Additional criteria (must have all four, plus 5 or more of the above)

– Symptoms cause clinically significant distress or impairment in social, occupational, or other important areas of functioning
– Episode is not attributable to physiological effects of a substance or another medical condition
– Episode is not better explained by other specified and unspecified schizophrenia spectrum and other psychotic disorders
– No history of manic or hypomanic episode

What is the DSM-5 definition of OCD?

Recurrent and persistent thoughts, urges or images that are experienced, at some time during the disturbance, as intrusive, unwanted, and that in most individuals cause marked anxiety or distress.
– The individual attempts to ignore or suppress such thoughts, urges, or images, or to neutralize them with some thought or action (i.e., by performing a compulsion).

– The person recognizes that the obsessional thoughts, impulses, or images are a product of his or her own mind (not imposed from without as with thought insertion).

Compulsions are defined as:
1) Repetitive behaviors (e.g., hand washing ) or mental acts (e.g., praying) that the person feels driven to perform in response to an obsession, or according to the rules that must be applied rigidly
2) The behaviors or mental acts are aimed at preventing or reducing distress or preventing some dreaded event or situation. However, these behaviors or mental acts either are not connected in a realistic way with what they are designed to neutralize or prevent or are clearly excessive

– The obsessions or compulsions are time consuming (e.g., take more than 1 hour per day) or cause clinically significant distress or impairment in social, occupational, or other important areas of functioning.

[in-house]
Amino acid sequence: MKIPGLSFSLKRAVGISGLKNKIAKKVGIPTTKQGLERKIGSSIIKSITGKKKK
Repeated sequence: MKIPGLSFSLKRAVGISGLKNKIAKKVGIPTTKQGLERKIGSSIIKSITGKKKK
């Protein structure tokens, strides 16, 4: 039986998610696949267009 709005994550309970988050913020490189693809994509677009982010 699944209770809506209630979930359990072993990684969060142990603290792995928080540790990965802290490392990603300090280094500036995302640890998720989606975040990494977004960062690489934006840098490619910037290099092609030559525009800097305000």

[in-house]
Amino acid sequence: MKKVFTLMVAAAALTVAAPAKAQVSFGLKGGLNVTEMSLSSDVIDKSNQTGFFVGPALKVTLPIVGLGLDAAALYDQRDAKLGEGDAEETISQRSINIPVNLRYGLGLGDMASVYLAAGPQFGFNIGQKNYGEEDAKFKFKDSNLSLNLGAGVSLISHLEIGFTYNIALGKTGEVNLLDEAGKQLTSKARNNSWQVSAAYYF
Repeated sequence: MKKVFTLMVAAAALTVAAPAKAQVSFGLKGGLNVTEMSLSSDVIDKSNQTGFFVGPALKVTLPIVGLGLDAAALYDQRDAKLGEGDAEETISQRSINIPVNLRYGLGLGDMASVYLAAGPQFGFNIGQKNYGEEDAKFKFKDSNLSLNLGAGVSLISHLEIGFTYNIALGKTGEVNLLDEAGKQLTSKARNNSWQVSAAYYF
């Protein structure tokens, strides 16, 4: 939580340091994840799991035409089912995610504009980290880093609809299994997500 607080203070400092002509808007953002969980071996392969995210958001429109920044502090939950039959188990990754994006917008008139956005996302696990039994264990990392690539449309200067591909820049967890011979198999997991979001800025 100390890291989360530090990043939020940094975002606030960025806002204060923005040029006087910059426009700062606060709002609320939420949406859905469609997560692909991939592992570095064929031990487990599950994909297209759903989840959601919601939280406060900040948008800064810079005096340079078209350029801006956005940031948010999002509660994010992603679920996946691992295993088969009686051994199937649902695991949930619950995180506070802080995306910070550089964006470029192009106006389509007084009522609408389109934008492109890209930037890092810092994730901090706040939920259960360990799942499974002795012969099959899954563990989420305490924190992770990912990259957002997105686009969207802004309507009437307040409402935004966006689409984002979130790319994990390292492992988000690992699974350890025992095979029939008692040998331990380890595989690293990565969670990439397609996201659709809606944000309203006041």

– The disturbance is not better explained by the symptoms of another mental disorder
– The disturbance is not due to the direct physiological effects of a substance (e.g., drug of abuse, a medication) or a general medical condition.

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Knowledge: Medications

What SSRI would you use for depression in a minor?

Only two SSRIs have been approved by the FDA for use in minors. These are fluoxetine and escitalopram. Fluoxetine can be used for those aged 8 and older, whilst escitalopram can be used for those 12 and older. It is appropriate to prescribe an SSRI for children and adolescents if they are experiencing persistent, moderate-severe depression or anxiety with clear evidence of functional impairment – this must be done in conjunction with a suitable choice of supportive psychotherapy. 

What SSRI has the longest half life? What about the shortest half life? Why is this important?

Fluoxetine has the longest half life, 4-6 days, or 7-15 days for the active metabolite. Paroxetine has the shortest half life, at 21 hours, although fluvoxamine’s half life of 15-26 hours is comparable. Other SSRIs fall between the two, with sertraline, for example, having a half life of 26 hours. This is important when discontinuing a medication – fluoxetine appears to have the least in the way of withdrawal symptoms, whilst those on paroxetine will have much more marked effects if the medication is withdrawn. 

What medication would be first line for a patient with OCD?

SSRIs, and the TCA clomipramine, are recommended as first-line medications in the treatment of OCD. Specifically, the SSRIs recommended for use are escitalopram, fluvoxamine, fluoxetine, paroxetine, and sertraline. I would consult local guidelines to choose between the SSRIs. 

How would you take a patient off an SSRI?

I would review the patient’s case, and discuss options with them before proceeding. Assuming that their condition was well-managed, and there was no history of recurrent depression or risk of relapse, I would reduce the dose slowly over four weeks. For drugs with a shorter half life – like paroxetine – this process would need to be longer still. I would inform the patient of the risk of discontinuation symptoms, notably in paroxetine and venlafaxine. I would provide the patient with information and safety-net appropriately. Generally, discontinuation symptoms will last between 1 and 2 weeks, and are usually relatively mild. They will disappear rapidly if the medication is reinitiated.